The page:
Mineral deficiency is widespread in Australia and can lead to reduced fertility. If the mineral status of the herd is unknown animals should be treated with multi mineral supplement containing copper, selenium and cobalt. These are available as licks, boluses and injection. We recommend injecting with MULTIMIN as the best way of ensuring optimal levels of these minerals. Licks can cause under or over dosing depending on whether the animal is an aggressive or shy feeder. These and treatments such as 7 in 1 vaccine, PESTIGUARD and treatment for external and internal parasites should be given at least two months prior the programme.

    Body condition is important and animals that are too thin or too fat do not respond well to superovulation or synchronisation. As a general rule, animals should be in the condition that would give high conception rates under natural mating conditions. Best results are obtained when animals are on a rising plane of nutrition and gaining weight. The diet to achieve this depends on many factors such as the breed, age and stage of lactation of the animal.

    Nutritional requirements can be met in a number ways. If pasture is of good quality and in plentiful supply the nutrient requirement may be met by pasture alone. Pastures that are predominantly clover or lucerne should be avoided as these may contain plant oestrogens which interfere with normal hormonal patterns and result in cystic ovaries or unfertilized or poor quality ova. Where lush pasture or pasture with a high content of clover or lucerne is fed; animals must have access to roughage such as oaten hay, straw or stalky pasture hay. Roughage slows the passage of food through the intestine allowing better absorption of nutrients. Other supplementary feeding may be required. Up to 2 kg of grain can be fed per day keeping in mind that it is essential to introduce ruminants to grain gradually to avoid acidosis. At all times the diet should contain adequate amounts of roughage.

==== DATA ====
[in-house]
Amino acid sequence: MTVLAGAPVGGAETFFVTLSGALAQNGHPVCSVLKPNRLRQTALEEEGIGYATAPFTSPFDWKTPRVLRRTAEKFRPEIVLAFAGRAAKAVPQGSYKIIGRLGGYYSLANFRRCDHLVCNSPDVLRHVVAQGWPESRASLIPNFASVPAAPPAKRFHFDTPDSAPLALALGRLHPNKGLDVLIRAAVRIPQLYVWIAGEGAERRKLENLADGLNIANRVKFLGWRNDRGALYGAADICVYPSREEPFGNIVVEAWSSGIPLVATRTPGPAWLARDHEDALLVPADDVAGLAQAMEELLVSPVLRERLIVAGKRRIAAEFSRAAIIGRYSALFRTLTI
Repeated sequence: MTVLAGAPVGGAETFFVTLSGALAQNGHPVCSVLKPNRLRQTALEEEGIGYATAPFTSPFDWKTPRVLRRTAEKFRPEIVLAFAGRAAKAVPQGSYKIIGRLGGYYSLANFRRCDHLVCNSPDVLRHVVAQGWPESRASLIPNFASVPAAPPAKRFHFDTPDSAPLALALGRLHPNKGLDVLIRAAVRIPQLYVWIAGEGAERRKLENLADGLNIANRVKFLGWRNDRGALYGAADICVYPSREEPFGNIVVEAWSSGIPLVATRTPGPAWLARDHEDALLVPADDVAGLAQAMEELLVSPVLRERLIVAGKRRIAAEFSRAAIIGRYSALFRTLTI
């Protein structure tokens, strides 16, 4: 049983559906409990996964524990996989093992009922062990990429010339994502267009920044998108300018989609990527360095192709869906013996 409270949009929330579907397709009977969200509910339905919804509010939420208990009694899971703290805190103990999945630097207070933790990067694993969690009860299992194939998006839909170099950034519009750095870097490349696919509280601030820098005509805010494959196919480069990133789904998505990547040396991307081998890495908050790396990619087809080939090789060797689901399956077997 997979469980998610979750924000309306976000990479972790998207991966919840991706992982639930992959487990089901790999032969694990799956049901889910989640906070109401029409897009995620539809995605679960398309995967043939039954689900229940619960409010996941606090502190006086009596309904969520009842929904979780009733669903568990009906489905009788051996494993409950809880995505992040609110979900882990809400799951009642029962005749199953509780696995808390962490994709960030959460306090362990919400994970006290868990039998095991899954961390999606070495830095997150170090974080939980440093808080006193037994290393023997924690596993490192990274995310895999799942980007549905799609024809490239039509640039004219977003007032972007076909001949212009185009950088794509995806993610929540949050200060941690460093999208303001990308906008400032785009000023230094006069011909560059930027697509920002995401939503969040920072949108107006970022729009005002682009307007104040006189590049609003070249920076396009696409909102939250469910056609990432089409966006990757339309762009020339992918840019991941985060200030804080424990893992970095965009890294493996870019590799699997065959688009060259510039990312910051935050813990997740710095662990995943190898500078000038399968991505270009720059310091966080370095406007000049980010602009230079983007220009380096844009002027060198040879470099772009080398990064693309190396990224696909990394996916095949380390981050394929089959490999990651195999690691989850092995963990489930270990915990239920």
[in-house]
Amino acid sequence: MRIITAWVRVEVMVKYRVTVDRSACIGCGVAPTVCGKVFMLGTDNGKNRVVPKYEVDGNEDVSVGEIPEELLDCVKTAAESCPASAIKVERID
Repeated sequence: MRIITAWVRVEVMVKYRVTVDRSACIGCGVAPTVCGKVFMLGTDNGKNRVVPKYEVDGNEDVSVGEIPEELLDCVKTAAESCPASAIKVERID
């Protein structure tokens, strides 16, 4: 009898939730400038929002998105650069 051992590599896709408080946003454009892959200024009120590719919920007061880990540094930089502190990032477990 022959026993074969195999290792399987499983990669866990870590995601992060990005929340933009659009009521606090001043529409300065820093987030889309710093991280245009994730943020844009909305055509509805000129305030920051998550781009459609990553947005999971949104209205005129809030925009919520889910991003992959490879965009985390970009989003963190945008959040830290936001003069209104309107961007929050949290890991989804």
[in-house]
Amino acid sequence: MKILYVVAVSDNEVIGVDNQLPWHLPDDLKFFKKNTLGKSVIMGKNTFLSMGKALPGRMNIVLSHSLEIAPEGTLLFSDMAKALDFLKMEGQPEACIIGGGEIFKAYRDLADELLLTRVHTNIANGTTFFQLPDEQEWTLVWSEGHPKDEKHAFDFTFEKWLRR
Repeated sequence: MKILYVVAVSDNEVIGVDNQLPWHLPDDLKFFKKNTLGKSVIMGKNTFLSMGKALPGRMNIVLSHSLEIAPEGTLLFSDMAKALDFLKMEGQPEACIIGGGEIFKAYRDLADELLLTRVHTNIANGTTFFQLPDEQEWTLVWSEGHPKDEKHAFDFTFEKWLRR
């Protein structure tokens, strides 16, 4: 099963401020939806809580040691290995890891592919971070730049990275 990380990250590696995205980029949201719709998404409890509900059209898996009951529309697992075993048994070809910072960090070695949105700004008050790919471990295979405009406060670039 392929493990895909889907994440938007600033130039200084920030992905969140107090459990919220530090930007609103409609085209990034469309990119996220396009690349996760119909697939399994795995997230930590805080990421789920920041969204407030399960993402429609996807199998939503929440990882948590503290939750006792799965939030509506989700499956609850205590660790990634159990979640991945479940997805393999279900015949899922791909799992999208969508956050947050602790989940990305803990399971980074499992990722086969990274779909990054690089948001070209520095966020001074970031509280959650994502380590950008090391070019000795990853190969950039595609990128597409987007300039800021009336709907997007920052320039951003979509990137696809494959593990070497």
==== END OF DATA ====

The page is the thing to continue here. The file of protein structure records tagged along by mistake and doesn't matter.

Cows being flushed a number of times should be “let down” in condition immediately after the flush and then introduced back onto the feed one to two weeks before the start of the next program.

    Flushing and transfer costs are considerable due to the price of drugs, semen and technical fees. The cost of feeding through the programme is justified by the return achieved through the good embryo production and high pregnancy rates after transfer.